5 Best Ways to Generate Documentation Using the Pydoc Module in Python

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πŸ’‘ Problem Formulation: When developing software in Python, proper documentation is crucial for understanding what each part of the code does. Pydoc is Python’s built-in module that can generate text or web-based documentation from Python modules. This article will demonstrate how to use the pydoc module to produce documentation for a Python function or module. For example, the input could be a Python script, and the desired output is a well-structured HTML or text document that clearly describes the functionality and usage of the script’s components.

Method 1: Generating HTML Documentation for a Python Module

This method explains how to use Pydoc to generate comprehensive HTML documentation for an entire Python module, which is useful for easy navigation and readability.

Here’s an example:

import pydoc

# Assuming you have a module named 'my_module'

The output is an HTML file named ‘my_module.html’ with the documentation of all functions, classes, methods, and variables defined in ‘my_module’.

This snippet uses the writedoc() function of pydoc, specifying the module name as a string. Pydoc then generates an HTML file with the documentation, which can be easily opened and viewed in any web browser. This is particularly helpful for a detailed overview of a module with multiple objects.

Method 2: Starting a Pydoc Web Server

Pydoc can start a local web server that provides an interactive documentation browser for all installed Python modules, which facilitates access to documentation across modules.

Here’s an example:

import pydoc

# Start a pydoc server at port 1234
pydoc.serve(port=1234, browser=True)

This method launches a web server on localhost at port 1234 and automatically opens the documentation in your default web browser.

The code above uses the serve() method from pydoc to start a documentation server. By providing a port number and setting the browser argument to True, it automatically opens the documentation home page in the default browser. This lets developers quickly access and search through all available documentation.

Method 3: Viewing Documentation in the Console

For those who prefer working within the console environment, Pydoc allows you to view the documentation directly in the terminal window.

Here’s an example:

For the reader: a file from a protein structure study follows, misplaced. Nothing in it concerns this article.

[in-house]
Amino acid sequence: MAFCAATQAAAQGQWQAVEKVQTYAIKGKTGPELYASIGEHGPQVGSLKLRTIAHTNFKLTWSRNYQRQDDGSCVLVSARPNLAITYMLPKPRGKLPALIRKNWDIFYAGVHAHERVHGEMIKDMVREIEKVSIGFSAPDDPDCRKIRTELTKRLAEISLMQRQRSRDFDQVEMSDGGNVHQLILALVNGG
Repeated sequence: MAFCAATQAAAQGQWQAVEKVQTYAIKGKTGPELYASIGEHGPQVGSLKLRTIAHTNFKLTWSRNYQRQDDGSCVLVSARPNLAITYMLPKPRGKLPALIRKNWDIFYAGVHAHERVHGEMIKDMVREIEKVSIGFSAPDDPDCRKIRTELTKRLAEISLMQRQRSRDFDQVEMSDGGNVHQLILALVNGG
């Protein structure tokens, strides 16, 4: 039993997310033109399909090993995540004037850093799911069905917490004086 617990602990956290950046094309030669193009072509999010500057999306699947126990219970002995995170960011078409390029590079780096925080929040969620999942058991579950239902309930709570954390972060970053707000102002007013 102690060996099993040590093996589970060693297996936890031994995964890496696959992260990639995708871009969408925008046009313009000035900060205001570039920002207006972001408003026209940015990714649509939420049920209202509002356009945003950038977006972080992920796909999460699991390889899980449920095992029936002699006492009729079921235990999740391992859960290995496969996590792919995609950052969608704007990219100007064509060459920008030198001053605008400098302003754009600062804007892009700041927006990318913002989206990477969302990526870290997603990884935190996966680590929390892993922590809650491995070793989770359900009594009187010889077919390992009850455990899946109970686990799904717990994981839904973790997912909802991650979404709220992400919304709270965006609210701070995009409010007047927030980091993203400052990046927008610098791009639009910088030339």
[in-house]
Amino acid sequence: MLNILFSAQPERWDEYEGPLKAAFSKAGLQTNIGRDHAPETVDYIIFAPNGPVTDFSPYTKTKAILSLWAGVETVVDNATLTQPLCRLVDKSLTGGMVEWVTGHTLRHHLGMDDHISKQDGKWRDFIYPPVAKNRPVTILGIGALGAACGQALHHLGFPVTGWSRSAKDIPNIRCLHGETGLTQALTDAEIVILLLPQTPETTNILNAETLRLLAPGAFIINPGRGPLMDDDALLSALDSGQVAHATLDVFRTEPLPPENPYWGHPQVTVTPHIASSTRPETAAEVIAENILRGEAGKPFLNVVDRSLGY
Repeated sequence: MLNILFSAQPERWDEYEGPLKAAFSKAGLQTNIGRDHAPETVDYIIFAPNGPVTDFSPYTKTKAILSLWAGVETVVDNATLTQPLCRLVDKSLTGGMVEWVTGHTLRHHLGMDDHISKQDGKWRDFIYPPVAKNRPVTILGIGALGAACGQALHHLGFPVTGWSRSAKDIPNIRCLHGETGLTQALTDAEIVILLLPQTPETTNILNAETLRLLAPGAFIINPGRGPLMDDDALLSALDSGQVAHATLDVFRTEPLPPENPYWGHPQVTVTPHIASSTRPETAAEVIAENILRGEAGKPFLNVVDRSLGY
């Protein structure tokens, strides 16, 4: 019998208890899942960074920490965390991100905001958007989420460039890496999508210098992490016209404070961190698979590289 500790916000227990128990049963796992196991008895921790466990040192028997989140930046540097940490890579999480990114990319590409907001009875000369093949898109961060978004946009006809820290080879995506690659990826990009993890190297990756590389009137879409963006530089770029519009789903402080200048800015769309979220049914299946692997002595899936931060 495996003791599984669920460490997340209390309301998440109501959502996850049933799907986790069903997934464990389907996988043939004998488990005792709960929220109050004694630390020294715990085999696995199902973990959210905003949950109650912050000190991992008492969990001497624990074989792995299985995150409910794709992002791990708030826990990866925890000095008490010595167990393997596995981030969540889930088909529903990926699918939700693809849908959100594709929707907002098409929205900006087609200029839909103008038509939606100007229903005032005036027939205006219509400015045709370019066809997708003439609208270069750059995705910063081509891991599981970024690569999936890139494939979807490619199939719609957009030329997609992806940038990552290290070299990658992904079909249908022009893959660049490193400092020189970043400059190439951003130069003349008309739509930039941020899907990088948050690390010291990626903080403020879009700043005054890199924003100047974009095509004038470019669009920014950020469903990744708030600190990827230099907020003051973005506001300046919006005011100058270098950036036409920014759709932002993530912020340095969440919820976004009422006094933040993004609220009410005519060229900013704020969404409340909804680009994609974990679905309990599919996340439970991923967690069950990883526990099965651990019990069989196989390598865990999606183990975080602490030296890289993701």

import pydoc

# Assuming you have a function named 'my_function' in 'my_module'

The output is the text-based documentation for ‘my_function’ displayed directly in the console.

Using help() commands in Python usually brings up the built-in help system. However, when used with pydoc, it provides a more structured output, making it easier to read and understand straight from the terminal. This avoids the need for additional tools when a quick look-up is needed.

Method 4: Writing Text Documentation to a File

Pydoc can also be used to write documentation to a text file. This can be handy if you need to share the documentation or keep it for record purposes.

Here’s an example:

import pydoc

# Redirect the output of the 'help' to a text file named 'my_module_docs.txt'
with open('my_module_docs.txt', 'w') as docfile:
    pydoc.help('my_module', output=docfile)

This writes the documentation for ‘my_module’ into the ‘my_module_docs.txt’ file.

The code snippet captures the output of the help() function in a file rather than displaying it to the terminal. By using Python’s context managers (the with statement), it automatically takes care of opening and closing the file, ensuring no resources are wasted.

Bonus One-Liner Method 5: Quick Module Overview

For a quick, one-liner documentation glimpse of a module, use the pydoc.render_doc() method.

Here’s an example:

import pydoc

# Quick one-liner to get a brief overview of a module

The output is a brief overview of the ‘os’ module, printed directly in the console.

This code uses render_doc(), which is convenient when you need a quick synopsis of a module but don’t require the entire documentation. It prints a summarized version, which is significantly shorter than the full-blown help pages.


  • Method 1: Generating HTML Documentation for a Python Module. Strengths: Provides navigable, easy-to-read documentation. Weaknesses: Requires opening HTML files separately.
  • Method 2: Starting a Pydoc Web Server. Strengths: Interactive and searchable documentation for all modules. Weaknesses: Less portable as it requires a running server.
  • Method 3: Viewing Documentation in the Console. Strengths: Quick and easy within the console window. Weaknesses: Less structured than HTML or text files.
  • Method 4: Writing Text Documentation to a File. Strengths: Produces shareable documentation files. Weaknesses: Text output may be less readable than HTML.
  • Method 5: Quick Module Overview. Strengths: Instant summary of a module. Weaknesses: Provides limited details compared to full documentation methods.